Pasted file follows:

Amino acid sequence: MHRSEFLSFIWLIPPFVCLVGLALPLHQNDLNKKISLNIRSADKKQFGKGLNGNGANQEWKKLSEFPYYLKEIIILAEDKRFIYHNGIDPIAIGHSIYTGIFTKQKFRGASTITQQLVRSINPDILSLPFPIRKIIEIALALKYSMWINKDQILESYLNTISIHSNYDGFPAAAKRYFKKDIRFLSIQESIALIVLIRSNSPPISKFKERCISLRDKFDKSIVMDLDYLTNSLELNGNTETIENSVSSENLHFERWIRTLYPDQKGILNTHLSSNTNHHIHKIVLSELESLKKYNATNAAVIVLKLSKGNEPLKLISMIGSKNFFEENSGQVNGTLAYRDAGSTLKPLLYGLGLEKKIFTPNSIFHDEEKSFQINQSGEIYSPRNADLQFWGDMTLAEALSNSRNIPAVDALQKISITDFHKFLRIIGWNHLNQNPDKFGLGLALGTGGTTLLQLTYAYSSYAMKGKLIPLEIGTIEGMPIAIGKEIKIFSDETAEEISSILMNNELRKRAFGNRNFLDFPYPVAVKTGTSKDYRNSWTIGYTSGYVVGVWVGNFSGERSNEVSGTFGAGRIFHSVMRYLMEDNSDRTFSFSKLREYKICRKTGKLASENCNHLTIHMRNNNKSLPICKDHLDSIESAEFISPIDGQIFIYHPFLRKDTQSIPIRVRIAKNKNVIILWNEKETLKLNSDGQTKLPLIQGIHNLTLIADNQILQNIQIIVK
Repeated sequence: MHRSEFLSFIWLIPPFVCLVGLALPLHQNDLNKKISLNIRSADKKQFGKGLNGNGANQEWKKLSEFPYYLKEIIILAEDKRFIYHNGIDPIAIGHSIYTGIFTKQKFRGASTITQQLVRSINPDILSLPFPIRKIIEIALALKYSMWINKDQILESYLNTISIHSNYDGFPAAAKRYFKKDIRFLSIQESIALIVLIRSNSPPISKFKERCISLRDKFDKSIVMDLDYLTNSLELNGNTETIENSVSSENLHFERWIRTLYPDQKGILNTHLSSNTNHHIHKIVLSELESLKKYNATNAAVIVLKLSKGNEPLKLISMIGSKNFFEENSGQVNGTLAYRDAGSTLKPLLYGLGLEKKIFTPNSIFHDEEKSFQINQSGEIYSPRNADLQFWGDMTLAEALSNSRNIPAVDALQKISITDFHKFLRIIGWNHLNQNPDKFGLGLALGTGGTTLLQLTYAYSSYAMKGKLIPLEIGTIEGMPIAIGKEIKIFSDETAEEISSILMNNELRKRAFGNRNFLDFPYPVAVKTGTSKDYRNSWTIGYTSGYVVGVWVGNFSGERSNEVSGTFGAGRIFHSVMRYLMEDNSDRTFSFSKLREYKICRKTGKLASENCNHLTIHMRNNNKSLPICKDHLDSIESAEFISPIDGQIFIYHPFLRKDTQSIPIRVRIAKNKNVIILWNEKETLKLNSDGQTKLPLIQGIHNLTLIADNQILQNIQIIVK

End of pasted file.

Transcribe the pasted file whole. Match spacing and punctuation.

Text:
Amino acid sequence: MHRSEFLSFIWLIPPFVCLVGLALPLHQNDLNKKISLNIRSADKKQFGKGLNGNGANQEWKKLSEFPYYLKEIIILAEDKRFIYHNGIDPIAIGHSIYTGIFTKQKFRGASTITQQLVRSINPDILSLPFPIRKIIEIALALKYSMWINKDQILESYLNTISIHSNYDGFPAAAKRYFKKDIRFLSIQESIALIVLIRSNSPPISKFKERCISLRDKFDKSIVMDLDYLTNSLELNGNTETIENSVSSENLHFERWIRTLYPDQKGILNTHLSSNTNHHIHKIVLSELESLKKYNATNAAVIVLKLSKGNEPLKLISMIGSKNFFEENSGQVNGTLAYRDAGSTLKPLLYGLGLEKKIFTPNSIFHDEEKSFQINQSGEIYSPRNADLQFWGDMTLAEALSNSRNIPAVDALQKISITDFHKFLRIIGWNHLNQNPDKFGLGLALGTGGTTLLQLTYAYSSYAMKGKLIPLEIGTIEGMPIAIGKEIKIFSDETAEEISSILMNNELRKRAFGNRNFLDFPYPVAVKTGTSKDYRNSWTIGYTSGYVVGVWVGNFSGERSNEVSGTFGAGRIFHSVMRYLMEDNSDRTFSFSKLREYKICRKTGKLASENCNHLTIHMRNNNKSLPICKDHLDSIESAEFISPIDGQIFIYHPFLRKDTQSIPIRVRIAKNKNVIILWNEKETLKLNSDGQTKLPLIQGIHNLTLIADNQILQNIQIIVK
Repeated sequence: MHRSEFLSFIWLIPPFVCLVGLALPLHQNDLNKKISLNIRSADKKQFGKGLNGNGANQEWKKLSEFPYYLKEIIILAEDKRFIYHNGIDPIAIGHSIYTGIFTKQKFRGASTITQQLVRSINPDILSLPFPIRKIIEIALALKYSMWINKDQILESYLNTISIHSNYDGFPAAAKRYFKKDIRFLSIQESIALIVLIRSNSPPISKFKERCISLRDKFDKSIVMDLDYLTNSLELNGNTETIENSVSSENLHFERWIRTLYPDQKGILNTHLSSNTNHHIHKIVLSELESLKKYNATNAAVIVLKLSKGNEPLKLISMIGSKNFFEENSGQVNGTLAYRDAGSTLKPLLYGLGLEKKIFTPNSIFHDEEKSFQINQSGEIYSPRNADLQFWGDMTLAEALSNSRNIPAVDALQKISITDFHKFLRIIGWNHLNQNPDKFGLGLALGTGGTTLLQLTYAYSSYAMKGKLIPLEIGTIEGMPIAIGKEIKIFSDETAEEISSILMNNELRKRAFGNRNFLDFPYPVAVKTGTSKDYRNSWTIGYTSGYVVGVWVGNFSGERSNEVSGTFGAGRIFHSVMRYLMEDNSDRTFSFSKLREYKICRKTGKLASENCNHLTIHMRNNNKSLPICKDHLDSIESAEFISPIDGQIFIYHPFLRKDTQSIPIRVRIAKNKNVIILWNEKETLKLNSDGQTKLPLIQGIHNLTLIADNQILQNIQIIVK